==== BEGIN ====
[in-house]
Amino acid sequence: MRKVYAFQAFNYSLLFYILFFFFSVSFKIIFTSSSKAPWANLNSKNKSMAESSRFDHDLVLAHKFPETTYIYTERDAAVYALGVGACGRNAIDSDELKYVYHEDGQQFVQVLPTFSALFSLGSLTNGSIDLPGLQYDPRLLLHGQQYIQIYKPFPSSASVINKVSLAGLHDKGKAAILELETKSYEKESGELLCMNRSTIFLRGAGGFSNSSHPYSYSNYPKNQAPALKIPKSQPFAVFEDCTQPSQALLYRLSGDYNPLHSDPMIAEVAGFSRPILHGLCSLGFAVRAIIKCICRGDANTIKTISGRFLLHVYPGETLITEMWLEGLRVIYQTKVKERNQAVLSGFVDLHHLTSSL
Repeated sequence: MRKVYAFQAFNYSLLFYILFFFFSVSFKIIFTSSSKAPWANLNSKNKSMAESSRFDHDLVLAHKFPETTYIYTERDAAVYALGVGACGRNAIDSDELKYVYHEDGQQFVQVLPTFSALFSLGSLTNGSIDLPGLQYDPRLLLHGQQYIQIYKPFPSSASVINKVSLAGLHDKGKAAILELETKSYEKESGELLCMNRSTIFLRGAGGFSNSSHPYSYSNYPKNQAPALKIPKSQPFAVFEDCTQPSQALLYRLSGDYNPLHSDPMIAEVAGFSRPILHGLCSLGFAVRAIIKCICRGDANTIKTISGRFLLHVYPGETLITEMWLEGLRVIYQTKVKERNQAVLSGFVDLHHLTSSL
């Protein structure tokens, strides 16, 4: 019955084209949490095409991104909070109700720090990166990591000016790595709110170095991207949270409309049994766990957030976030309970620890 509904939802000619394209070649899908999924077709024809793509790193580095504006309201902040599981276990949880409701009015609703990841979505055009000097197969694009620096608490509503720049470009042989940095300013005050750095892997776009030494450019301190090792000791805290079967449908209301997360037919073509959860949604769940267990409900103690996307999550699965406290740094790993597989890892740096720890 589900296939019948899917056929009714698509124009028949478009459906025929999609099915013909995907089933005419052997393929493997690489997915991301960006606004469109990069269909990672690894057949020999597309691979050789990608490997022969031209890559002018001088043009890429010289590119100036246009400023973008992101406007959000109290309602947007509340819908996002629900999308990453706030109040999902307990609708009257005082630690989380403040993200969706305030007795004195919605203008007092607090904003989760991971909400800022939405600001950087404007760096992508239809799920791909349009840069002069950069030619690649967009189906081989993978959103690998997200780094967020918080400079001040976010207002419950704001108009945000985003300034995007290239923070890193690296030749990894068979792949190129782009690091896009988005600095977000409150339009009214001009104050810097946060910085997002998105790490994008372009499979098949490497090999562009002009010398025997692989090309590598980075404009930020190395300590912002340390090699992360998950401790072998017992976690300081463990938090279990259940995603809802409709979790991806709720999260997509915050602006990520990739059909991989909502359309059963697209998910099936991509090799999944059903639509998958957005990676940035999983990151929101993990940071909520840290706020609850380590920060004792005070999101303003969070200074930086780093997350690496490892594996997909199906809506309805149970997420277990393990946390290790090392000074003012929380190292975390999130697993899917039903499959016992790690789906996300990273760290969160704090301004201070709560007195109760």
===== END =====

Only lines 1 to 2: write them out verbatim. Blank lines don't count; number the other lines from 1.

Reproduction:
[in-house]
Amino acid sequence: MRKVYAFQAFNYSLLFYILFFFFSVSFKIIFTSSSKAPWANLNSKNKSMAESSRFDHDLVLAHKFPETTYIYTERDAAVYALGVGACGRNAIDSDELKYVYHEDGQQFVQVLPTFSALFSLGSLTNGSIDLPGLQYDPRLLLHGQQYIQIYKPFPSSASVINKVSLAGLHDKGKAAILELETKSYEKESGELLCMNRSTIFLRGAGGFSNSSHPYSYSNYPKNQAPALKIPKSQPFAVFEDCTQPSQALLYRLSGDYNPLHSDPMIAEVAGFSRPILHGLCSLGFAVRAIIKCICRGDANTIKTISGRFLLHVYPGETLITEMWLEGLRVIYQTKVKERNQAVLSGFVDLHHLTSSL